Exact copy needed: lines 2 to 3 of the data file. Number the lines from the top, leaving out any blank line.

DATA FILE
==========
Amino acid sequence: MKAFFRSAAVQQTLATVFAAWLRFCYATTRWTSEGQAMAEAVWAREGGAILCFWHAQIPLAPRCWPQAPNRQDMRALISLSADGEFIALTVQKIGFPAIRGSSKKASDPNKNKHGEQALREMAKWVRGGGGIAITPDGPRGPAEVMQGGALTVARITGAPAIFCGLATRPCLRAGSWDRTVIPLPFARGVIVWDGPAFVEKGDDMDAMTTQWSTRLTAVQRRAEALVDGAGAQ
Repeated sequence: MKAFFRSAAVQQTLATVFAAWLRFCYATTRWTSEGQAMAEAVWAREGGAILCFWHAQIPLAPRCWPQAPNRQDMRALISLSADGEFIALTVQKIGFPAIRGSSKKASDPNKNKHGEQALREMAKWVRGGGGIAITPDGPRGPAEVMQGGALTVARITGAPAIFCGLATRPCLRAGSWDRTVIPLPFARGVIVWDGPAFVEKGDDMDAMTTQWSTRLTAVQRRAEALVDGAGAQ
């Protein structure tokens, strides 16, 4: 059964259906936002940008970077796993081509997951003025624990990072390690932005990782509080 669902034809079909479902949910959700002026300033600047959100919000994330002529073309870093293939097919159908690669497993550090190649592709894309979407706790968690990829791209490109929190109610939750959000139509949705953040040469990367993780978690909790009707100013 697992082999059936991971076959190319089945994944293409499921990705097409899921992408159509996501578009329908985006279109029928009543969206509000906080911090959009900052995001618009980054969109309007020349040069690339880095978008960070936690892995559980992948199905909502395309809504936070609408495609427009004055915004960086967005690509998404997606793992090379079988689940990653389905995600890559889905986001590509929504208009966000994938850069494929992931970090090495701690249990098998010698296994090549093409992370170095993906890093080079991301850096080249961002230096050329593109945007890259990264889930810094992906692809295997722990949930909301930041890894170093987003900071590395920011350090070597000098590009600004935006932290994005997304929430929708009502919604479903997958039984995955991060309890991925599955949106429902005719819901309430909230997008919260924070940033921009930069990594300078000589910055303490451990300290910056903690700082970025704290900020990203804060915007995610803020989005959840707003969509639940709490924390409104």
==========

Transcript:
Repeated sequence: MKAFFRSAAVQQTLATVFAAWLRFCYATTRWTSEGQAMAEAVWAREGGAILCFWHAQIPLAPRCWPQAPNRQDMRALISLSADGEFIALTVQKIGFPAIRGSSKKASDPNKNKHGEQALREMAKWVRGGGGIAITPDGPRGPAEVMQGGALTVARITGAPAIFCGLATRPCLRAGSWDRTVIPLPFARGVIVWDGPAFVEKGDDMDAMTTQWSTRLTAVQRRAEALVDGAGAQ
């Protein structure tokens, strides 16, 4: 059964259906936002940008970077796993081509997951003025624990990072390690932005990782509080 669902034809079909479902949910959700002026300033600047959100919000994330002529073309870093293939097919159908690669497993550090190649592709894309979407706790968690990829791209490109929190109610939750959000139509949705953040040469990367993780978690909790009707100013 697992082999059936991971076959190319089945994944293409499921990705097409899921992408159509996501578009329908985006279109029928009543969206509000906080911090959009900052995001618009980054969109309007020349040069690339880095978008960070936690892995559980992948199905909502395309809504936070609408495609427009004055915004960086967005690509998404997606793992090379079988689940990653389905995600890559889905986001590509929504208009966000994938850069494929992931970090090495701690249990098998010698296994090549093409992370170095993906890093080079991301850096080249961002230096050329593109945007890259990264889930810094992906692809295997722990949930909301930041890894170093987003900071590395920011350090070597000098590009600004935006932290994005997304929430929708009502919604479903997958039984995955991060309890991925599955949106429902005719819901309430909230997008919260924070940033921009930069990594300078000589910055303490451990300290910056903690700082970025704290900020990203804060915007995610803020989005959840707003969509639940709490924390409104």